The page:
Well Worth the Effort

More than 1,00,000 wells were sanctioned for construction under the Mahatma Gandhi National Rural Employment Guarantee Act in Jharkhand during the last few years. This study evaluates the outcome of this well-construction drive through a survey of nearly 1,000 wells in 24 randomly selected gram panchayats. A majority of sanctioned wells (60% with parapet and 70% without) were completed at the time of the survey. Nearly 95% of completed wells are being utilised for irrigation, leading to a near tripling of agricultural income of those in the command area. The real rate of return from these wells in Jharkhand is estimated to be close to 6%, a respectable figure for any economic investment. However, well construction involves some out-of-pocket expenses and this investment is risky: nearly 12% of the wells were abandoned midway.

Biotechnology: Need for Reliable Statistics

Despite efforts by various agencies to collect statistics on biotechnology, there is a paucity of reliable data leading to confounding estimates of the size of the industry. India needs to urgently evolve a universally acceptable definition and construct a framework for collecting data.

Madhya Pradesh : Undernutrition and Starvation Deaths

An investigation of undernutrition and suspected starvation deaths in a few selected villages of Barwani district in Madhya Pradesh, a chronically drought-prone region, has thrown up a number of issues impinging on the concepts, methods and processes used for measuring of malnutrition and starvation.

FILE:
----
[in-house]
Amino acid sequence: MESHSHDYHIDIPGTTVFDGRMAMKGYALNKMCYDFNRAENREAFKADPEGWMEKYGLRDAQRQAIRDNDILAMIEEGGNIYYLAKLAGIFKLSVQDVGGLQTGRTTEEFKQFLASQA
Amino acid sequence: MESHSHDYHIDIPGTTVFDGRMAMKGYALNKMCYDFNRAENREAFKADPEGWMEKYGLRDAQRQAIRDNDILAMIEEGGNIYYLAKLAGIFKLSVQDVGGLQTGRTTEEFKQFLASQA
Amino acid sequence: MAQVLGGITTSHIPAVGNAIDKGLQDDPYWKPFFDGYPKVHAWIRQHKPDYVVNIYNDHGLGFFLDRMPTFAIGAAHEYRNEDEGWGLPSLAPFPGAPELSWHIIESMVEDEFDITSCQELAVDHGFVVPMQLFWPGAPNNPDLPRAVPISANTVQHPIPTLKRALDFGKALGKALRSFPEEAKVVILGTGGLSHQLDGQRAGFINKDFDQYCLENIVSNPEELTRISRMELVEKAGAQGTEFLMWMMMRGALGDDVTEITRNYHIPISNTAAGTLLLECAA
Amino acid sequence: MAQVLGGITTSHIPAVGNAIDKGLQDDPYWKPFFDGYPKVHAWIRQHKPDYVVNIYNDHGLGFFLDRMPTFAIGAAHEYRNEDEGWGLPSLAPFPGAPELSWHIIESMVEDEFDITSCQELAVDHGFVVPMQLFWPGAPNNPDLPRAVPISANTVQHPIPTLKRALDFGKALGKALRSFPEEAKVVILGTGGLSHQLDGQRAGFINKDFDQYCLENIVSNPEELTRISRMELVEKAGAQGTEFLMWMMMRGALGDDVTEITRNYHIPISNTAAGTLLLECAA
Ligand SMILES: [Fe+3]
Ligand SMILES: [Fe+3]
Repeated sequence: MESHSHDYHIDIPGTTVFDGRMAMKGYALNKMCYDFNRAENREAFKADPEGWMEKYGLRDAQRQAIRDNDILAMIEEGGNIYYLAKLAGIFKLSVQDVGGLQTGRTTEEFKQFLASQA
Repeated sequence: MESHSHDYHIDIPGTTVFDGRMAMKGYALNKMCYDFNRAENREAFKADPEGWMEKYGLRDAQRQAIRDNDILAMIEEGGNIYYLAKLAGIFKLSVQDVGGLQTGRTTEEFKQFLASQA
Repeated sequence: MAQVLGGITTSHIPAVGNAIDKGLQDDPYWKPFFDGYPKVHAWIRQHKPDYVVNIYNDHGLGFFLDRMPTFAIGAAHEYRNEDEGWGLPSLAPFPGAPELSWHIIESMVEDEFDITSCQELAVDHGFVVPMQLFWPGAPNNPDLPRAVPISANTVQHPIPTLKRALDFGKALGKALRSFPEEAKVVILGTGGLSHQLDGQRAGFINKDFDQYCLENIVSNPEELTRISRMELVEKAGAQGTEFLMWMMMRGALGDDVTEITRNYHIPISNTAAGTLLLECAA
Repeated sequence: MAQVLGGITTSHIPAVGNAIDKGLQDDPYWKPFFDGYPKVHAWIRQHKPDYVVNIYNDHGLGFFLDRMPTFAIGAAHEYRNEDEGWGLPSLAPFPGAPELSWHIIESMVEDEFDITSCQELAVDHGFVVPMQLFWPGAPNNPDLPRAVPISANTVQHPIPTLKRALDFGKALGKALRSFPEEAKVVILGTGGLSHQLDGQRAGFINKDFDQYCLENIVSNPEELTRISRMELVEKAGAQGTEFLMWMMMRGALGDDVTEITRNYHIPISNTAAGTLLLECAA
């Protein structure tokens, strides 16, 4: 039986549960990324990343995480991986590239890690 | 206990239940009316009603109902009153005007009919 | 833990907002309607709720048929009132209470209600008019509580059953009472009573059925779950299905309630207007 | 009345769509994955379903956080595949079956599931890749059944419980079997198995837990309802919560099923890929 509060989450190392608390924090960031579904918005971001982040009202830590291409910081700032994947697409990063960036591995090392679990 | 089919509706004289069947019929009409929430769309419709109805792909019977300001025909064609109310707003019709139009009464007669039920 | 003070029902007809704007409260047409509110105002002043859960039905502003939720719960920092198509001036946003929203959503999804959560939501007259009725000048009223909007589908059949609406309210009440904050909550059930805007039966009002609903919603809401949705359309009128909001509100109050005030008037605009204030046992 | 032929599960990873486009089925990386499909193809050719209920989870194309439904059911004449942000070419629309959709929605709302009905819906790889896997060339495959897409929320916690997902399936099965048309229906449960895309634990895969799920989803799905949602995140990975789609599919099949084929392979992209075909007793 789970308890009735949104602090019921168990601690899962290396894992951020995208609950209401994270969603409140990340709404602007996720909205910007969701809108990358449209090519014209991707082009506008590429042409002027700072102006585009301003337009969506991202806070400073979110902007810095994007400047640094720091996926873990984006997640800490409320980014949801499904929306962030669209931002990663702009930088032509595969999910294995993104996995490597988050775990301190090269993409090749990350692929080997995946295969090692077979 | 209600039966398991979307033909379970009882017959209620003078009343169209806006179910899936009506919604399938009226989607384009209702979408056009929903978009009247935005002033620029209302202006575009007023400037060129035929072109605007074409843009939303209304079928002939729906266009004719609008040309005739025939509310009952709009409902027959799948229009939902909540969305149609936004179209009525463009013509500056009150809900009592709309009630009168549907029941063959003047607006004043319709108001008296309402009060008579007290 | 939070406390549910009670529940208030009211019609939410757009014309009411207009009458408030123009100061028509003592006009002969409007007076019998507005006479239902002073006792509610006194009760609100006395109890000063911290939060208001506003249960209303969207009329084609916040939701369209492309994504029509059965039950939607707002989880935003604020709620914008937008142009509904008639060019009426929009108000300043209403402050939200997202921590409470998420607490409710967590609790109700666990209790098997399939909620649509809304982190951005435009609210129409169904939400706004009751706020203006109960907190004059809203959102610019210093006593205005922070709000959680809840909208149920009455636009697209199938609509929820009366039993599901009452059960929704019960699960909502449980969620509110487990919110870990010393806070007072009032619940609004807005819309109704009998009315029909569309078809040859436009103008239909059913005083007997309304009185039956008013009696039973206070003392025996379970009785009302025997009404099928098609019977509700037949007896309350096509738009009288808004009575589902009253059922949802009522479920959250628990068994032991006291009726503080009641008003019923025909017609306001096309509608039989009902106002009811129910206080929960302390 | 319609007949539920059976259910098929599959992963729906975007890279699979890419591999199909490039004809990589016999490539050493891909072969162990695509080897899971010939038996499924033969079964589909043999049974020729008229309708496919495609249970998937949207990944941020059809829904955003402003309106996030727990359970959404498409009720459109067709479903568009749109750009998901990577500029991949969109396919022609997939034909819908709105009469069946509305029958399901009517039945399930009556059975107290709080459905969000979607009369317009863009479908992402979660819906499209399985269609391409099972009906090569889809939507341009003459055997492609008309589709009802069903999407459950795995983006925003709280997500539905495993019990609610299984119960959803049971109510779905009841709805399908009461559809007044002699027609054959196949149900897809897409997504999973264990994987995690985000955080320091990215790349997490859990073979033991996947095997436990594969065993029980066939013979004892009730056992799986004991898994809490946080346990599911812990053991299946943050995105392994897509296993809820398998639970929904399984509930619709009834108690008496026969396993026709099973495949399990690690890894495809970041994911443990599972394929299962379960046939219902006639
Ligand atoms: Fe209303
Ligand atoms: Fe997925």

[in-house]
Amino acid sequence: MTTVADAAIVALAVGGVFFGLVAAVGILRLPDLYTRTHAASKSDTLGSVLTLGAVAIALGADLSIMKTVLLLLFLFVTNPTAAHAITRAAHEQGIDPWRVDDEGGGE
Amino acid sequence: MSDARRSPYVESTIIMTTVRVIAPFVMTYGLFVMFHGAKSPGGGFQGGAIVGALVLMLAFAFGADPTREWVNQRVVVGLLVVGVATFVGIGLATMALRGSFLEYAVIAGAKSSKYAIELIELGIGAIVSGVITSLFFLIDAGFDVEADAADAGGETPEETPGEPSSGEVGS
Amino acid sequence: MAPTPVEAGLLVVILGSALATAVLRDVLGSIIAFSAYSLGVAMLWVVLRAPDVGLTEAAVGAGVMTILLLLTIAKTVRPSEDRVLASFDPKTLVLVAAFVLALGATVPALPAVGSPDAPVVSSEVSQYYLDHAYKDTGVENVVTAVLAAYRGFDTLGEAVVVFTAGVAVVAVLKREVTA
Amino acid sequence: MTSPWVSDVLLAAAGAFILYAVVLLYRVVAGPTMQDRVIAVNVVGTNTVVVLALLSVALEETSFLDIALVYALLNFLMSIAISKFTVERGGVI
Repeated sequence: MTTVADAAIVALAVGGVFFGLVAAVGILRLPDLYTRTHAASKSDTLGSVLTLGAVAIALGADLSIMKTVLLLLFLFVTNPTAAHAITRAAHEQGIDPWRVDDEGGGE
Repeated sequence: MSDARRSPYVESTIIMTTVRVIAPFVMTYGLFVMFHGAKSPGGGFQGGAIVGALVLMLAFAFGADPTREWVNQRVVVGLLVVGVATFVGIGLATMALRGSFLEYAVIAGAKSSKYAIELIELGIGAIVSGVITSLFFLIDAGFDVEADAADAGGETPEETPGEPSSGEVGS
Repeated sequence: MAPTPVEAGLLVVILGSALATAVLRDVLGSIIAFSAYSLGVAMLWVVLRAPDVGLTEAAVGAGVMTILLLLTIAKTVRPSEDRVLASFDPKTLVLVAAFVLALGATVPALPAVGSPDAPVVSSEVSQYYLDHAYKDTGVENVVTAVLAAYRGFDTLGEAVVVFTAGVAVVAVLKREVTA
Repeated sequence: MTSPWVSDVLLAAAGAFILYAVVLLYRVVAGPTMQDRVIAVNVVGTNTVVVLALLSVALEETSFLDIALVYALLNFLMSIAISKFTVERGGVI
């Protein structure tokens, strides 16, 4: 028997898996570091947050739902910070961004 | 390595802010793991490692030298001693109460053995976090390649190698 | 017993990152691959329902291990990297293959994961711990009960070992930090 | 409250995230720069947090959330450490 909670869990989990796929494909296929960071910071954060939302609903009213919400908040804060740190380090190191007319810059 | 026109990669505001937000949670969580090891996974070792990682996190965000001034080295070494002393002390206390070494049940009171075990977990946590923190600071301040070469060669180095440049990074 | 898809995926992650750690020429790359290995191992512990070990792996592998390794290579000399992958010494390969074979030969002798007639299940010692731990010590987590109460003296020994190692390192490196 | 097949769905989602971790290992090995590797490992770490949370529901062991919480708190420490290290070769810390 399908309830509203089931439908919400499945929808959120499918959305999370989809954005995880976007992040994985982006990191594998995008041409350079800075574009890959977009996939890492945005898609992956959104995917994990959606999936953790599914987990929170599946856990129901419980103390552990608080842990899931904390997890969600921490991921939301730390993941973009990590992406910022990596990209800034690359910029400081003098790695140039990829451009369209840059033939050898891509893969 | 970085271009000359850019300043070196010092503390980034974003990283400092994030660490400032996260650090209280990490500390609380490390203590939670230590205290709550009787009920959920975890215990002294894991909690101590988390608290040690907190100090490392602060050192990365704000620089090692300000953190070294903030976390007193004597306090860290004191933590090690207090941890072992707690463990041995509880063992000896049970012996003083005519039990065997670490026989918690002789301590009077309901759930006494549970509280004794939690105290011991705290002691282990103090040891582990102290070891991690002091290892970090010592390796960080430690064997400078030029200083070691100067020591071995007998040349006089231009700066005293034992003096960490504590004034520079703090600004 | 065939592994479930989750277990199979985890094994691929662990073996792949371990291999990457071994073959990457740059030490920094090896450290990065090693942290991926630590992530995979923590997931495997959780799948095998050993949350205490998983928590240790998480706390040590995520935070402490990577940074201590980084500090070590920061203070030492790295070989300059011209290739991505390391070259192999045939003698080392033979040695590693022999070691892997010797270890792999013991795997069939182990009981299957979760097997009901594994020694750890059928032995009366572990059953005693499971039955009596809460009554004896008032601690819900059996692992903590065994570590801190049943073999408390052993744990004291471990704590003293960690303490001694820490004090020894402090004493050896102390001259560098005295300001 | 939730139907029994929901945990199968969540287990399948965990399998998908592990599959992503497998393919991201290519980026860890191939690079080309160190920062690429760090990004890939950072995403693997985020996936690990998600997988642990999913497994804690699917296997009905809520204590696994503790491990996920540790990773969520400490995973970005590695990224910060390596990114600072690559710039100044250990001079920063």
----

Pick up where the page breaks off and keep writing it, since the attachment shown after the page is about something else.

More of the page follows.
Explaining Cross-Country Variation in Income Inequality

Most earlier studies exploring the cross-ountry variation in the degree of income inequality (measured by Gini ratio) are valuable but for the inappropriate data on inequality comprising estimates of Gini from incomparable data sets such as national and sub-ational surveys, per person and per household income distributions, and income and expenditure distributions. This paper explores the cross-ountry variation in income inequality based on relatively more comparable data and suggests that public policy aimed at reducing inequality and freedom may be the key variables that explain the variation in the Gini across countries. Prospects for launching national policy initiatives to reduce inequalities are rather dim since globalisation could be conveniently used to rationalise a relatively high level of income inequality.

Poverty in India in the 1990s

The authors examine the poverty situation in 15 major states across four distinct dimensions of headcount ratio, size of the poor population, depth and severity for the rural, the urban and the total population. The poverty situation, they find, worsened over the six-year period 1993-94 to 1999-2000 in Assam, Madhya Pradesh and Orissa. In the remaining 12 states there was a distinct improvement in terms of the most visible indicator, namely, the absolute size of the poor population. Overall, despite diversity across poverty indicators and across states, the overwhelming impression is one of greater improvement in the poverty situation in the 1990s than in the previous 10�½-year period.

Back to Top